The Hymn “Jesus shall reign”

Text: Isaac Watts (1647-1748)
Meter: L.M 
Tune: Duke Street, Truro, Warrington,… 

“Jesus shall reign” is one of the really fine hymns rooted in the language of Psalm 72, and it reflects an 18th-century vision of the world church. The hymn was written by Isaac Watts, who was a real master of English hymnody. He has been called “the father of English hymnody.” He paraphrased this psalm (72) in ways that reflected his time and the geo-political position of England and the rise of the British Empire.

First published with eight stanzas, its title, "Christ's Kingdom among the Gentiles," and lyrics echoed the growing contemporary awareness of the non-western world. It also anticipated the missionary activity that followed in the wake of British imperial expansion. Acclaimed as an early missionary hymn, it gained popularity especially in the nineteenth century as western Christians carried their faith around the world. 

Though it is a paraphrase of Psalm 72, it uses the name of Jesus and stresses the universal reign of Jesus Christ; and, consequently, it was very, very popular amongst those who were promoting the cause of missions (that is, sending people around the world to tell people about the gospel of the Lord Jesus Christ).

Watts (1647-1748), a Dissenting clergyman, contributed immeasurably to the form and corpus of English sacred song. As a youth in Southampton, England, he trained in rhetoric and classical prose. He shared with his father a taste for learning and poetry and an unusual facility with words. 

During this period, the church only sang the Psalms, plus perhaps the Lord's Prayer, the Magnificat, or the Benedictus, or the Te Deum, or a few other things. But basically the hymn book of the church, both Catholic and after the reformation, the Protestant Church, was the Psalms. 

Watts differed with many of his contemporaries in his insistence that the Psalms did not offer adequate expression of Christian worship and emotion. Since the reformation, they had constituted the principal corpus of English Christian song. In response, he produced several alternatives that made him a pivotal figure in the history of Christian song. Among these was his Psalms of David containing "imitations" of 138 of the 150 Psalms.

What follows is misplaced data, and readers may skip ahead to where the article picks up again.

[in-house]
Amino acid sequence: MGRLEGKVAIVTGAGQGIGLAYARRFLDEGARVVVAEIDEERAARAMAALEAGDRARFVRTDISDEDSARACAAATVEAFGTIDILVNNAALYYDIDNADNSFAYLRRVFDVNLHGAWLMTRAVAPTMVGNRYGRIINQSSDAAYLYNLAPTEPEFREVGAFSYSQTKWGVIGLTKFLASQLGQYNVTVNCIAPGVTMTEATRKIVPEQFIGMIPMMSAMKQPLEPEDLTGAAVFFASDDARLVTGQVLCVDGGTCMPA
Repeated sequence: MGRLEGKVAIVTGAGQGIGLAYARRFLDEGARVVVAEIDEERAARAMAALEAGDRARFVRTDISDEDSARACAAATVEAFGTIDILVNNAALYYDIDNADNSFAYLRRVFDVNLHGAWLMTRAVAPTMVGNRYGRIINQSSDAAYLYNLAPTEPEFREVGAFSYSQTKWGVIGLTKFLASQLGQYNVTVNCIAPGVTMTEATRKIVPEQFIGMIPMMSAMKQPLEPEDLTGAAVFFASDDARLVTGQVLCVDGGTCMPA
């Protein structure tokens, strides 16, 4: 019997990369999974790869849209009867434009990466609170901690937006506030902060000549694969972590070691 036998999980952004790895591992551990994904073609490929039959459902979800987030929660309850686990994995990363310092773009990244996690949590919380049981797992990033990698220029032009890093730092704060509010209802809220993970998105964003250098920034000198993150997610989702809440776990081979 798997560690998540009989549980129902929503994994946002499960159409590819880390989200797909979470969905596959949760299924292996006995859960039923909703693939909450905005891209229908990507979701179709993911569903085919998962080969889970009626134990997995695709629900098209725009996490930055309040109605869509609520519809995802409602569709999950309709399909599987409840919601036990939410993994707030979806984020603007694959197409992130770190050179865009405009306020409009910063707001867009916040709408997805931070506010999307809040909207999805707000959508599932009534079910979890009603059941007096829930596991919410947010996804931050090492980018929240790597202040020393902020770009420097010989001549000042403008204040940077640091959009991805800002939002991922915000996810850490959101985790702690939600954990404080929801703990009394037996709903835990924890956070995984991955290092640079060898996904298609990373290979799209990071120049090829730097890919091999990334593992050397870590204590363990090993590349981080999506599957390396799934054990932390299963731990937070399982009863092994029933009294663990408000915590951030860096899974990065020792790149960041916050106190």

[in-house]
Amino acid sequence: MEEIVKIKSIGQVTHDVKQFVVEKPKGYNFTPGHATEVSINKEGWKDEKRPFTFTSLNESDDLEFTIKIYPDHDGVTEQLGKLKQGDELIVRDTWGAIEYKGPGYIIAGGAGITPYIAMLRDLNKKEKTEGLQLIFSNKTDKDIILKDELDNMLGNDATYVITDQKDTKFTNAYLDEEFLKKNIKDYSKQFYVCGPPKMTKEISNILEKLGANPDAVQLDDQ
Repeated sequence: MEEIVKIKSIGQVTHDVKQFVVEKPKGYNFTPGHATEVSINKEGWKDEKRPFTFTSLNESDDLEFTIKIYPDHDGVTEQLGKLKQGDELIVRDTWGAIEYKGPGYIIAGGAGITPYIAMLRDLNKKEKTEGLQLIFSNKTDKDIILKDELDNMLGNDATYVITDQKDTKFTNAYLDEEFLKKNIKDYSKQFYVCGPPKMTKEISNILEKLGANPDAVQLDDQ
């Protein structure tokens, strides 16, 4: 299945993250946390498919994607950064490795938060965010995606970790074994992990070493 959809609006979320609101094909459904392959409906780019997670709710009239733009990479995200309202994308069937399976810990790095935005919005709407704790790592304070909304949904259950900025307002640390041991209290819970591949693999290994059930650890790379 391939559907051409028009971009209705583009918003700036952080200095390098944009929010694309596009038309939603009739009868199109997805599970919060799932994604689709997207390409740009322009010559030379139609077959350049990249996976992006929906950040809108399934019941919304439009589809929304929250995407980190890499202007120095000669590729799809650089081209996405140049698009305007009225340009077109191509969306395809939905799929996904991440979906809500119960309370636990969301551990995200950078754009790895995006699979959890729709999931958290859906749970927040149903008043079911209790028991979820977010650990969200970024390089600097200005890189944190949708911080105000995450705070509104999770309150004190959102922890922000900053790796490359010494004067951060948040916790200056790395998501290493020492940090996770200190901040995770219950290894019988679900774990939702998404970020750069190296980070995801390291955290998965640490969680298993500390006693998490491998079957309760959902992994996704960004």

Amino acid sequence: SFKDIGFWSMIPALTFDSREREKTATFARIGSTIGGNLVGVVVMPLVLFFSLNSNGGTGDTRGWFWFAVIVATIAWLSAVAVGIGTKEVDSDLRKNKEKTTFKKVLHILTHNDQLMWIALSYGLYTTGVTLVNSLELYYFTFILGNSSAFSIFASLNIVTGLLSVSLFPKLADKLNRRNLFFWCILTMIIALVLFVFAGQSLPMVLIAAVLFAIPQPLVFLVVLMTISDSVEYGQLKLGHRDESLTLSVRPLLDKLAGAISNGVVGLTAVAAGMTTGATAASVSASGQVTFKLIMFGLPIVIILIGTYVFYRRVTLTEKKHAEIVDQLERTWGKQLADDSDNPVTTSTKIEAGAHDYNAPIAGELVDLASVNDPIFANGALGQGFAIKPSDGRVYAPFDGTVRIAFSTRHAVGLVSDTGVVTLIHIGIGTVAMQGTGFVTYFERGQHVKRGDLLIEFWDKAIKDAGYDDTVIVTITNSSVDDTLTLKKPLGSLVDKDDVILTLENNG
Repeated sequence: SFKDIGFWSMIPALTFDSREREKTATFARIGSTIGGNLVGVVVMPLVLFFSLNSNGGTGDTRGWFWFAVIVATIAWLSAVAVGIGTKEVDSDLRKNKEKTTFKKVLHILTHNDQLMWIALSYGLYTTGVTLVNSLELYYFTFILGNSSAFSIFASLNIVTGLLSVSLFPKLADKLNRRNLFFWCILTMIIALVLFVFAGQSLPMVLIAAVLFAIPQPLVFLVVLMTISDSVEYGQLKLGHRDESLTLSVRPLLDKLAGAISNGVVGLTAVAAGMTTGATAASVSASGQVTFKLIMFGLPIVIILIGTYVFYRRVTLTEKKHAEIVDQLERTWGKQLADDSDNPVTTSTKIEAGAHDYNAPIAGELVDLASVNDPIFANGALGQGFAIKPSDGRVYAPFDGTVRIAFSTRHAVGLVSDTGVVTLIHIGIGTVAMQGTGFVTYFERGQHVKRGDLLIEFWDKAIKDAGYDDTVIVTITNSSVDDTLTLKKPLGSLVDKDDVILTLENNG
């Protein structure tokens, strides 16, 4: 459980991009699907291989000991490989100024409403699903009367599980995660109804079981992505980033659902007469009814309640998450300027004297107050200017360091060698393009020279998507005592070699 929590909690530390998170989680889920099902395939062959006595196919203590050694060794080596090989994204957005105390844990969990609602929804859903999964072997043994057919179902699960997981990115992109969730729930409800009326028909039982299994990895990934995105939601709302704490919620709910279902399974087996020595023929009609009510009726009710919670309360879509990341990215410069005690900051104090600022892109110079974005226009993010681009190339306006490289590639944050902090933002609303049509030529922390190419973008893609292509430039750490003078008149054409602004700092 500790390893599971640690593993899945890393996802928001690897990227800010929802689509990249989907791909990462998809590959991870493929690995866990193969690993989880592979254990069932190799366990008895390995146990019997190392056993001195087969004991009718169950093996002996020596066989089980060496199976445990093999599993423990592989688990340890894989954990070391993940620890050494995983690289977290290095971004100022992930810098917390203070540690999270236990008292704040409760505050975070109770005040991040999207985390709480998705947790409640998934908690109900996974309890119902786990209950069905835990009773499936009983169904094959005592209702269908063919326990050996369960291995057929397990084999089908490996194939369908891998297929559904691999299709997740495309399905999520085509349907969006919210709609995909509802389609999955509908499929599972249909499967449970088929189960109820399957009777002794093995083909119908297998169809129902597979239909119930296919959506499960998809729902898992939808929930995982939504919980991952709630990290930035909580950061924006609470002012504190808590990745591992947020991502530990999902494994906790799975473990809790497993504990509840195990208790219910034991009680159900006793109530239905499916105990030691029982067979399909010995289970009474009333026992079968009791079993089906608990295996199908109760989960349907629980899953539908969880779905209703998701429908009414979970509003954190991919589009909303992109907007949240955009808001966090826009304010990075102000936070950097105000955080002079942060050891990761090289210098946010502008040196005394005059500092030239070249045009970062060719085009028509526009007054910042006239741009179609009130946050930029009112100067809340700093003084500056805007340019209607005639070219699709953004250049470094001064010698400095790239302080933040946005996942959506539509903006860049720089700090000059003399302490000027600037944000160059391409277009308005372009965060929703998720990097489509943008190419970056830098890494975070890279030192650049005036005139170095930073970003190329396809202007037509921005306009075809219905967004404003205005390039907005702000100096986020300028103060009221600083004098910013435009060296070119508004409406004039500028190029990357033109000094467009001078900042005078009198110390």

In Psalms of David, Watts set out to give what he termed "an evangelic turn to the Hebrew sense" and to "accommodate the book of Psalms to Christian worship." His Psalms of David offers precisely what the title indicates: not new versifications of the Psalms, but imitations. Literary critic J. R. Watson notes in The English Hymn that Watts "recast the Hebrew, as if the psalmist were writing in the Christian era." One motivation, which is a fascinating issue is that if you just sing the Psalms of David as they were written, they speak in prophetic terms about Christ, but they are still part of an Old Testament canon. So Isaac Watts “Christianizes” the Psalms; so instead of speaking in metaphor about the coming of Jesus, as in this Psalm, he said “Jesus shall reign where’er the sun,” but it's actually Psalm 72.

This hymn, “Jesus shall reign”, as said was first appeared in Watts’s important collection Psalms of David, Imitated in the Language of the New Testament (1719) under the title “Christ’s Kingdom among the Gentiles.” The first line is unusual for hymn based on a psalm -“Jesus shall reign.”

When this stirring hymn was written in 1719, the evangelical missionary movement that we know had scarcely begun.  And in 1779 William Carey became one of the first to try to persuade Christians to carry the gospel message to heathen countries of the world.

The writer of this missionary hymn, Isaac Watts, was certainly quite prophetic when he paraphrased this text from Psalm 72. How could a paraphrase of an Old Testament psalm mention Jesus? Watts believed that the psalms should reflect Christian experience. Therefore it is common to find Christological references in Watts’s version of the psalms.